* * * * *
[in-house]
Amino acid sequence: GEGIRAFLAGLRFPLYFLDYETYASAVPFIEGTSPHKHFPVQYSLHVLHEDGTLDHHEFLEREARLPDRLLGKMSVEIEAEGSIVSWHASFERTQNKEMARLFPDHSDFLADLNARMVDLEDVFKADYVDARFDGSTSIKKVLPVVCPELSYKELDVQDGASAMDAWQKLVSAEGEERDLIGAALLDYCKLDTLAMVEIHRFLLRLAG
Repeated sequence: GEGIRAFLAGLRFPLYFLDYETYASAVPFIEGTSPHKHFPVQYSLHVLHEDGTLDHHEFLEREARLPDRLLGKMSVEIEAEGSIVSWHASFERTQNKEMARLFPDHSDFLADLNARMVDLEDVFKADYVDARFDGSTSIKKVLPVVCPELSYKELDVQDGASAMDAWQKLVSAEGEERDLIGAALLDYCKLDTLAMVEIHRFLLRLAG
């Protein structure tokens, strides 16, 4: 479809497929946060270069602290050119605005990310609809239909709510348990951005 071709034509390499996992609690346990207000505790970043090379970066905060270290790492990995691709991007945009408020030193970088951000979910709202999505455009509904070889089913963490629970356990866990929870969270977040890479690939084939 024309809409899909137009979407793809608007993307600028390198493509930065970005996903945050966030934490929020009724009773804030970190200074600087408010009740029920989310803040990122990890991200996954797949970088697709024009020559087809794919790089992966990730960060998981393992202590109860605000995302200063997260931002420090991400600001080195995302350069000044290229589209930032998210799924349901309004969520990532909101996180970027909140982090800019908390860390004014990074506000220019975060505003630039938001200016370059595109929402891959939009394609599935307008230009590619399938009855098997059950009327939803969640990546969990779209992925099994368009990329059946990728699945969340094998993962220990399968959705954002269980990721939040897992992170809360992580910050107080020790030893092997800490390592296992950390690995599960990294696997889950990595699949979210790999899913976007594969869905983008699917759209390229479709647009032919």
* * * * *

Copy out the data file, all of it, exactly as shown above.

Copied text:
[in-house]
Amino acid sequence: GEGIRAFLAGLRFPLYFLDYETYASAVPFIEGTSPHKHFPVQYSLHVLHEDGTLDHHEFLEREARLPDRLLGKMSVEIEAEGSIVSWHASFERTQNKEMARLFPDHSDFLADLNARMVDLEDVFKADYVDARFDGSTSIKKVLPVVCPELSYKELDVQDGASAMDAWQKLVSAEGEERDLIGAALLDYCKLDTLAMVEIHRFLLRLAG
Repeated sequence: GEGIRAFLAGLRFPLYFLDYETYASAVPFIEGTSPHKHFPVQYSLHVLHEDGTLDHHEFLEREARLPDRLLGKMSVEIEAEGSIVSWHASFERTQNKEMARLFPDHSDFLADLNARMVDLEDVFKADYVDARFDGSTSIKKVLPVVCPELSYKELDVQDGASAMDAWQKLVSAEGEERDLIGAALLDYCKLDTLAMVEIHRFLLRLAG
């Protein structure tokens, strides 16, 4: 479809497929946060270069602290050119605005990310609809239909709510348990951005 071709034509390499996992609690346990207000505790970043090379970066905060270290790492990995691709991007945009408020030193970088951000979910709202999505455009509904070889089913963490629970356990866990929870969270977040890479690939084939 024309809409899909137009979407793809608007993307600028390198493509930065970005996903945050966030934490929020009724009773804030970190200074600087408010009740029920989310803040990122990890991200996954797949970088697709024009020559087809794919790089992966990730960060998981393992202590109860605000995302200063997260931002420090991400600001080195995302350069000044290229589209930032998210799924349901309004969520990532909101996180970027909140982090800019908390860390004014990074506000220019975060505003630039938001200016370059595109929402891959939009394609599935307008230009590619399938009855098997059950009327939803969640990546969990779209992925099994368009990329059946990728699945969340094998993962220990399968959705954002269980990721939040897992992170809360992580910050107080020790030893092997800490390592296992950390690995599960990294696997889950990595699949979210790999899913976007594969869905983008699917759209390229479709647009032919």